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Reviewed by Liz Konkel for Readers' Favorite
Trace by Ian M. Smith is the story of Joanne Shaughnessy in what started out as a normal day, searching for a job and answers to her phantom limb pain. The New Age doctor she sees suggests she participates in a study on the Chi of amputees, which leads her to Ming - who talks her into a job finding antiques, and claims Joanne has an unusual ability to feel spirits attached to certain objects. She thinks they're both crazy until she can feel the pain and memories of a series of letters. As she struggles to understand her newfound abilities, she tunes into a stranger she met a bar, her best friend, a business man, and a seer with an arrogant and cocky attitude. But not everyone is what they seem, and Joanne soon learns that real danger may be right in front of her.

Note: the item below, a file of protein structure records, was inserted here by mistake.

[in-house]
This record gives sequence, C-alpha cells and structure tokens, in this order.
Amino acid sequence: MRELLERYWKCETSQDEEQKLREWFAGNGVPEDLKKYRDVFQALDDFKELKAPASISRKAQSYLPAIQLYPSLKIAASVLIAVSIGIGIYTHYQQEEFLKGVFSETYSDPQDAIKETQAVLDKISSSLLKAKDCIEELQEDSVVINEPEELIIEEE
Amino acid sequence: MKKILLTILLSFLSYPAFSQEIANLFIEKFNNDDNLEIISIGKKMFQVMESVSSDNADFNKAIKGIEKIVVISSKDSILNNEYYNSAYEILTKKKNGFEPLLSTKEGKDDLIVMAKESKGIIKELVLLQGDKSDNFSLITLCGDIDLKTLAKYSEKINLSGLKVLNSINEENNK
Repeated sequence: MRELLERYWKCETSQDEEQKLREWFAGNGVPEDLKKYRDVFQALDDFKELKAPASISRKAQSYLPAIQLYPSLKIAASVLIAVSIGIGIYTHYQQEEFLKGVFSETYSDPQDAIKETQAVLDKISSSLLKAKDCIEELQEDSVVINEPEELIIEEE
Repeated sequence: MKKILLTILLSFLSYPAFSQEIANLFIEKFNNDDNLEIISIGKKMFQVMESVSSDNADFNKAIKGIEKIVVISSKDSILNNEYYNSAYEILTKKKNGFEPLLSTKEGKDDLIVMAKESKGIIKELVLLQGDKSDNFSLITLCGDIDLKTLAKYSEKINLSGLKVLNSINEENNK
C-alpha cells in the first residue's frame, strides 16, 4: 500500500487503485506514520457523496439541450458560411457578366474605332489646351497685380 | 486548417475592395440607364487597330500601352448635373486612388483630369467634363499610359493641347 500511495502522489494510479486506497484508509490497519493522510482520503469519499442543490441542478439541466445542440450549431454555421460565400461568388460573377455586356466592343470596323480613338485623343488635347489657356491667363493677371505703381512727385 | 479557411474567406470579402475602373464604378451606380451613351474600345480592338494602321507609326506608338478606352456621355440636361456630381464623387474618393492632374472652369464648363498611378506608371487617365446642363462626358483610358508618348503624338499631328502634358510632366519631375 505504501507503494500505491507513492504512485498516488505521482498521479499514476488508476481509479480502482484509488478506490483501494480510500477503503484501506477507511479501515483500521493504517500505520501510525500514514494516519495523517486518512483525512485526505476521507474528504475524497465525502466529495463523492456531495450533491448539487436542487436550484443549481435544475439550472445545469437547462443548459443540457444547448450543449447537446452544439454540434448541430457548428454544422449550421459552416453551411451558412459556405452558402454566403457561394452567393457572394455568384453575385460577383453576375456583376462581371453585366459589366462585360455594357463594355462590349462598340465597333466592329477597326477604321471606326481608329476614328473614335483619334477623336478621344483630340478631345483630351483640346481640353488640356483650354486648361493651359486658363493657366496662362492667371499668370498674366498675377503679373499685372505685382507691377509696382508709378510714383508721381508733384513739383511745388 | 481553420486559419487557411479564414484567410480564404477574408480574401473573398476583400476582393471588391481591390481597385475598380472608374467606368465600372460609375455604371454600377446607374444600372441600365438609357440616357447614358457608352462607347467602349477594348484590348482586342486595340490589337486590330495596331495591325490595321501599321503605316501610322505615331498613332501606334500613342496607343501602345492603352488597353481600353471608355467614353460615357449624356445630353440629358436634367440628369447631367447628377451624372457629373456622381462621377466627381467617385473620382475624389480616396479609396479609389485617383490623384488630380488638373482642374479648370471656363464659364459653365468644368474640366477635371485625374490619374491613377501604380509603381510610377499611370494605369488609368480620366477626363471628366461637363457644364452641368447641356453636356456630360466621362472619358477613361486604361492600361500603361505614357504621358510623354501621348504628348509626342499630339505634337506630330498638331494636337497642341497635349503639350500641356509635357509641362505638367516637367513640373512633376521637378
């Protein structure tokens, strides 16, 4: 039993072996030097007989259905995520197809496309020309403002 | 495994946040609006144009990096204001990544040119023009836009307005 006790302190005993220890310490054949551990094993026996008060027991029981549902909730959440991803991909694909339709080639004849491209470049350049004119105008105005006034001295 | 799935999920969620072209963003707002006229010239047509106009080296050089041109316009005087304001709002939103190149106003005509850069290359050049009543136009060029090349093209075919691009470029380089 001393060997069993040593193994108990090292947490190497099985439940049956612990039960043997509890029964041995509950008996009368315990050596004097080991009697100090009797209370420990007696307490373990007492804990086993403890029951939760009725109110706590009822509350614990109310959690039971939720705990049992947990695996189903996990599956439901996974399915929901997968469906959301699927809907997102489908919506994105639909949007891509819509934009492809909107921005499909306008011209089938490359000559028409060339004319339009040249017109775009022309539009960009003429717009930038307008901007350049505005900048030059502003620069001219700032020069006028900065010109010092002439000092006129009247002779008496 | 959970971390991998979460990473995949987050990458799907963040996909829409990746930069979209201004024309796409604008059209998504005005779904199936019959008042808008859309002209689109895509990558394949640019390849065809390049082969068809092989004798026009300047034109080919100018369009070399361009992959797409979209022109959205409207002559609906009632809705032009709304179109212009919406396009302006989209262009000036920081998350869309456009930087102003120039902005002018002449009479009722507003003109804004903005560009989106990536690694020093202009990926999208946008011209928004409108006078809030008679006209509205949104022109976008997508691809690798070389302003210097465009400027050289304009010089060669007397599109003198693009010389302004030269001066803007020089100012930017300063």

Ian M. Smith focuses on the characters that you don't see often in literature, making the underrepresented and unlikely heroes strong and compelling. Trace is refreshing, modern, and honest, with charm, humor, and strength of character. The story is character driven with a lot of science fiction and supernatural elements, but that felt in the background to me. It's not about the sci-fi tech or the abilities that Joanne discovers she has, but their personal stories and growth. Joanne starts off struggling for a job, and searching for answers to the source of her pain, and then later her abilities, but by the end she finds more of herself. Trace reads like the start of her story and her journey. No one is what they seem at face value. Joanne thinks Ming is crazy, but she's really strong and feisty. Sven comes off as a homeless womanizer who only agrees to give Joanne answers if she gets him hallucinogens, though Joanne learns that this may not be the case. Katy is one of my favorite parts of the book, because she's a blend of stereotypical polar opposites; she's involved with tech but she also loves giving makeovers. It's impossible not to love the characters that Smith created. A must-read!